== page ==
Third, people from urban slums and marginalized and migratory populations have poor access to immunization facilities. Vaccine distribution is challenging in urban and peri-urban slums that are overgrowing in developing countries. Fourth, most of the available COVID-19 vaccines need to be transported and stored at refrigerating to freezing temperatures, for example, the Oxford-AstraZeneca COVID-19 vaccine at 2–8 °C and the Pfizer vaccine at −70 °C, although new stability data submitted by the companies to the US regulator show that the latter vaccine can be stored at temperatures of −15 to −25 °C for up to 2 weeks12. Even to protect their quality, care is still needed after transferring these vaccines to the refrigerator or following thawing. Strict regulations for temperature are critical for the maintenance of efficacy, potency, and stability of vaccines. These are significant challenges in LICs due to a shortage of cold chain infrastructures and a lack of advanced technology to monitor the cold chain for storage, distribution, and transportation of vaccines, especially in the rural regions13,14,15. It could result in low immunization coverage in these areas and, subsequently, the probable endemicity of COVID-19 infections.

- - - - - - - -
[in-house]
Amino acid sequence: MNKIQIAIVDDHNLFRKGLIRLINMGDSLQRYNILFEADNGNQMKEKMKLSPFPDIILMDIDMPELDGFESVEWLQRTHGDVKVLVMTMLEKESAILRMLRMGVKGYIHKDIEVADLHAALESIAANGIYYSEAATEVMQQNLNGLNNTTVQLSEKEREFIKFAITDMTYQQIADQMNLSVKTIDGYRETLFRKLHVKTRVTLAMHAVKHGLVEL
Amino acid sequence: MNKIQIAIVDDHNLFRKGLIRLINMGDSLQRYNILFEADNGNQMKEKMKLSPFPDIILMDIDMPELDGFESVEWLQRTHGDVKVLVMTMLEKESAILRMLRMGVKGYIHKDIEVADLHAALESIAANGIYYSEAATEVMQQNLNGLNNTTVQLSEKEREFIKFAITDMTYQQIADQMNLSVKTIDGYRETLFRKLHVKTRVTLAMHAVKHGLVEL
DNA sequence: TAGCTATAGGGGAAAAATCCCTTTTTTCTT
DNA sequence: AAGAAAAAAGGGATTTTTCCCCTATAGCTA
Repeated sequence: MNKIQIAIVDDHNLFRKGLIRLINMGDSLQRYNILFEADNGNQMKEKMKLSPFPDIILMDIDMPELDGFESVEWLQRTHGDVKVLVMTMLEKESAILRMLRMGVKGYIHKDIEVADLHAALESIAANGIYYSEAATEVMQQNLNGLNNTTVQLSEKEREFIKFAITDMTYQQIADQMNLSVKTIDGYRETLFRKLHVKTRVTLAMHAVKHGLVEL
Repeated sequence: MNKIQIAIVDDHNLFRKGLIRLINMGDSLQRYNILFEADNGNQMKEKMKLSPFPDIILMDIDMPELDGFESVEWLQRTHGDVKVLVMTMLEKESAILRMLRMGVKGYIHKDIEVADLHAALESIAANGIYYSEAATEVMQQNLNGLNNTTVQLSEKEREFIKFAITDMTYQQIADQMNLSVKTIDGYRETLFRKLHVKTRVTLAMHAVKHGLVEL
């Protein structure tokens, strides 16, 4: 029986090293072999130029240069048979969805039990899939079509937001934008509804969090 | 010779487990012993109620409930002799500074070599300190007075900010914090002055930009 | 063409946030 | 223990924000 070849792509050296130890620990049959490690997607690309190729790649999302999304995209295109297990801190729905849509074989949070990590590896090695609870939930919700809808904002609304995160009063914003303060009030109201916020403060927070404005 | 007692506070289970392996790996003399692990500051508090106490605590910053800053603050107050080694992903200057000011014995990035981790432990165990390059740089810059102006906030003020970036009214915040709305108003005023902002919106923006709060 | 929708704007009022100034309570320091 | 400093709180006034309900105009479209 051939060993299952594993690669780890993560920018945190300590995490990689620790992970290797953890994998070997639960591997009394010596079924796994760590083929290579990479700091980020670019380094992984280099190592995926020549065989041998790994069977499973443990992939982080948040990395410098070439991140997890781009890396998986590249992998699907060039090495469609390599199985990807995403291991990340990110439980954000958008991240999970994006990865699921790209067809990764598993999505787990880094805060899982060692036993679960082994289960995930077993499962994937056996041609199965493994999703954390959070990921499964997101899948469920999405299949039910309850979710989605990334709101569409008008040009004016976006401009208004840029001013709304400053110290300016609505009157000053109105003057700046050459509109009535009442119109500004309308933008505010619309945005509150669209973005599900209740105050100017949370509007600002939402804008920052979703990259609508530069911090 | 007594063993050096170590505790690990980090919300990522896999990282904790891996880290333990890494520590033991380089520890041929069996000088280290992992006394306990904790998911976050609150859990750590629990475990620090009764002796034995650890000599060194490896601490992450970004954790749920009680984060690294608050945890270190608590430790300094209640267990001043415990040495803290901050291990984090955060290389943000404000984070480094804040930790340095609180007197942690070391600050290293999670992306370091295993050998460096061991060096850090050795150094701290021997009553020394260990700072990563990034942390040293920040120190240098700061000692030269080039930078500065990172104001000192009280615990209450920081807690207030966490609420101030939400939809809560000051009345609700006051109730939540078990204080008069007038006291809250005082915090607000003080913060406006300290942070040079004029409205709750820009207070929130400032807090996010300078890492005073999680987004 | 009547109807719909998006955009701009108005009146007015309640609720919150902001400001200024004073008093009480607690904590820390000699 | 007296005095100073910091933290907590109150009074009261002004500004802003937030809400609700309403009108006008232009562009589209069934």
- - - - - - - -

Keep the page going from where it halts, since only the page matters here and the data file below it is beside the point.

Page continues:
Fifth, levels of vaccine hesitancy, fear, and confusion have been raised in many countries because of the range of data from efficacy trials for the same product. For example, the Sinovac, a Chinese company, showed 50–91% efficacy16,17. Also, there is the apparent doubt whether the vaccines that have been designed and developed by the researchers following one year of the experiment will work against new variants of the virus. In this context, it is not easy for a developing nation to decide to spend a considerable amount of money to purchase the old vaccines or wait for other future products that would work against new variants.